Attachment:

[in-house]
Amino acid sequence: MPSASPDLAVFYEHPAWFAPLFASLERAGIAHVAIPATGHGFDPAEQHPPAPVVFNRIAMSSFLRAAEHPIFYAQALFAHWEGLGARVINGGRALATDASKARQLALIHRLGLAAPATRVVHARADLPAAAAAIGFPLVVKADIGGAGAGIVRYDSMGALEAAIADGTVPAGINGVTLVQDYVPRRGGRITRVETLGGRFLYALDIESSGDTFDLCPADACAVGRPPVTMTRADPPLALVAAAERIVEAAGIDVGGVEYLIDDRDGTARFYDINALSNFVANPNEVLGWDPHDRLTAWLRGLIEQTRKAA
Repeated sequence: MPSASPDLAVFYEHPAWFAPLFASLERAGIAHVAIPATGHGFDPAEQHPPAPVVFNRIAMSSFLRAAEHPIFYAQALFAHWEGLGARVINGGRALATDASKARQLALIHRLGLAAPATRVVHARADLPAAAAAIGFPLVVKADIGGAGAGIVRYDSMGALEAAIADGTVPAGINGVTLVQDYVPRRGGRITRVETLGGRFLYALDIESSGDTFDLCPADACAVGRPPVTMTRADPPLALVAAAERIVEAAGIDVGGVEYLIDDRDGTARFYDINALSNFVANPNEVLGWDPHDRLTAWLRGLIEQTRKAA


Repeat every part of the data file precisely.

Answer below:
[in-house]
Amino acid sequence: MPSASPDLAVFYEHPAWFAPLFASLERAGIAHVAIPATGHGFDPAEQHPPAPVVFNRIAMSSFLRAAEHPIFYAQALFAHWEGLGARVINGGRALATDASKARQLALIHRLGLAAPATRVVHARADLPAAAAAIGFPLVVKADIGGAGAGIVRYDSMGALEAAIADGTVPAGINGVTLVQDYVPRRGGRITRVETLGGRFLYALDIESSGDTFDLCPADACAVGRPPVTMTRADPPLALVAAAERIVEAAGIDVGGVEYLIDDRDGTARFYDINALSNFVANPNEVLGWDPHDRLTAWLRGLIEQTRKAA
Repeated sequence: MPSASPDLAVFYEHPAWFAPLFASLERAGIAHVAIPATGHGFDPAEQHPPAPVVFNRIAMSSFLRAAEHPIFYAQALFAHWEGLGARVINGGRALATDASKARQLALIHRLGLAAPATRVVHARADLPAAAAAIGFPLVVKADIGGAGAGIVRYDSMGALEAAIADGTVPAGINGVTLVQDYVPRRGGRITRVETLGGRFLYALDIESSGDTFDLCPADACAVGRPPVTMTRADPPLALVAAAERIVEAAGIDVGGVEYLIDDRDGTARFYDINALSNFVANPNEVLGWDPHDRLTAWLRGLIEQTRKAA